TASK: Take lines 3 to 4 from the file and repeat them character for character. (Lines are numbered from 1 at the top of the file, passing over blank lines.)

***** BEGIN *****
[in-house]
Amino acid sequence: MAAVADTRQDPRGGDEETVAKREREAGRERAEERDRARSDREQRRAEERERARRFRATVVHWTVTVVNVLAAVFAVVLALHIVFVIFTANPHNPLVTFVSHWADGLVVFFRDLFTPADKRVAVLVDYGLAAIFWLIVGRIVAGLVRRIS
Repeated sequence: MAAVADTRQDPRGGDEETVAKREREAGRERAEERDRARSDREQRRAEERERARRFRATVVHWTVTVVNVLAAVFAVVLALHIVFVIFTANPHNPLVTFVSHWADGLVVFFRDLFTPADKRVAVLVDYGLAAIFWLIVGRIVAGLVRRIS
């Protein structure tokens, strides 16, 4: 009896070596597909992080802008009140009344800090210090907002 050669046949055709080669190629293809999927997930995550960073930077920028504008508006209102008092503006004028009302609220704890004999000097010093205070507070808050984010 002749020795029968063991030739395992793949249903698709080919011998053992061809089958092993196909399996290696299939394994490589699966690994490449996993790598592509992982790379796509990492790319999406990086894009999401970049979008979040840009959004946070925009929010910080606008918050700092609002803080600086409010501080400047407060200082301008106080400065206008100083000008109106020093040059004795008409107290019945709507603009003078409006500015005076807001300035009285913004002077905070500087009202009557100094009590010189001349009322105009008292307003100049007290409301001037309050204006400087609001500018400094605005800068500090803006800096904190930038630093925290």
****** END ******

Repeated sequence: MAAVADTRQDPRGGDEETVAKREREAGRERAEERDRARSDREQRRAEERERARRFRATVVHWTVTVVNVLAAVFAVVLALHIVFVIFTANPHNPLVTFVSHWADGLVVFFRDLFTPADKRVAVLVDYGLAAIFWLIVGRIVAGLVRRIS
């Protein structure tokens, strides 16, 4: 009896070596597909992080802008009140009344800090210090907002 050669046949055709080669190629293809999927997930995550960073930077920028504008508006209102008092503006004028009302609220704890004999000097010093205070507070808050984010 002749020795029968063991030739395992793949249903698709080919011998053992061809089958092993196909399996290696299939394994490589699966690994490449996993790598592509992982790379796509990492790319999406990086894009999401970049979008979040840009959004946070925009929010910080606008918050700092609002803080600086409010501080400047407060200082301008106080400065206008100083000008109106020093040059004795008409107290019945709507603009003078409006500015005076807001300035009285913004002077905070500087009202009557100094009590010189001349009322105009008292307003100049007290409301001037309050204006400087609001500018400094605005800068500090803006800096904190930038630093925290």